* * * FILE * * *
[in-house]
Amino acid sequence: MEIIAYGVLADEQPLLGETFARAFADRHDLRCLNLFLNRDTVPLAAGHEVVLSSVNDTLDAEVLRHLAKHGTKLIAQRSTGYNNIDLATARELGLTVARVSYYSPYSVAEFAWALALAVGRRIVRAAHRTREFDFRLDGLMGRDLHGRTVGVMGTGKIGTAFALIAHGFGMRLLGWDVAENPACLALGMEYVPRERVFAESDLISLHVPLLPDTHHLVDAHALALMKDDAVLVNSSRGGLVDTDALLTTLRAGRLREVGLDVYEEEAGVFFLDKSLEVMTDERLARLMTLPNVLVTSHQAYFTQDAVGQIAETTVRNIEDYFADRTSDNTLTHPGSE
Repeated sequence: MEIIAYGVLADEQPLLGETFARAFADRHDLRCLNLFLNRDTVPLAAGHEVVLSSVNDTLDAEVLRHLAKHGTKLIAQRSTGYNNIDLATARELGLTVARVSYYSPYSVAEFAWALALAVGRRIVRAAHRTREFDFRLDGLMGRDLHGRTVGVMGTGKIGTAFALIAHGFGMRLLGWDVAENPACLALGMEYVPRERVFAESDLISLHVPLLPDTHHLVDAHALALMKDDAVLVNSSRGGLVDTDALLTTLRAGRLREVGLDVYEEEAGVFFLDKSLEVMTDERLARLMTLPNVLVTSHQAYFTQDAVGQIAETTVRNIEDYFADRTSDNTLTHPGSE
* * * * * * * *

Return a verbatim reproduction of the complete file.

[in-house]
Amino acid sequence: MEIIAYGVLADEQPLLGETFARAFADRHDLRCLNLFLNRDTVPLAAGHEVVLSSVNDTLDAEVLRHLAKHGTKLIAQRSTGYNNIDLATARELGLTVARVSYYSPYSVAEFAWALALAVGRRIVRAAHRTREFDFRLDGLMGRDLHGRTVGVMGTGKIGTAFALIAHGFGMRLLGWDVAENPACLALGMEYVPRERVFAESDLISLHVPLLPDTHHLVDAHALALMKDDAVLVNSSRGGLVDTDALLTTLRAGRLREVGLDVYEEEAGVFFLDKSLEVMTDERLARLMTLPNVLVTSHQAYFTQDAVGQIAETTVRNIEDYFADRTSDNTLTHPGSE
Repeated sequence: MEIIAYGVLADEQPLLGETFARAFADRHDLRCLNLFLNRDTVPLAAGHEVVLSSVNDTLDAEVLRHLAKHGTKLIAQRSTGYNNIDLATARELGLTVARVSYYSPYSVAEFAWALALAVGRRIVRAAHRTREFDFRLDGLMGRDLHGRTVGVMGTGKIGTAFALIAHGFGMRLLGWDVAENPACLALGMEYVPRERVFAESDLISLHVPLLPDTHHLVDAHALALMKDDAVLVNSSRGGLVDTDALLTTLRAGRLREVGLDVYEEEAGVFFLDKSLEVMTDERLARLMTLPNVLVTSHQAYFTQDAVGQIAETTVRNIEDYFADRTSDNTLTHPGSE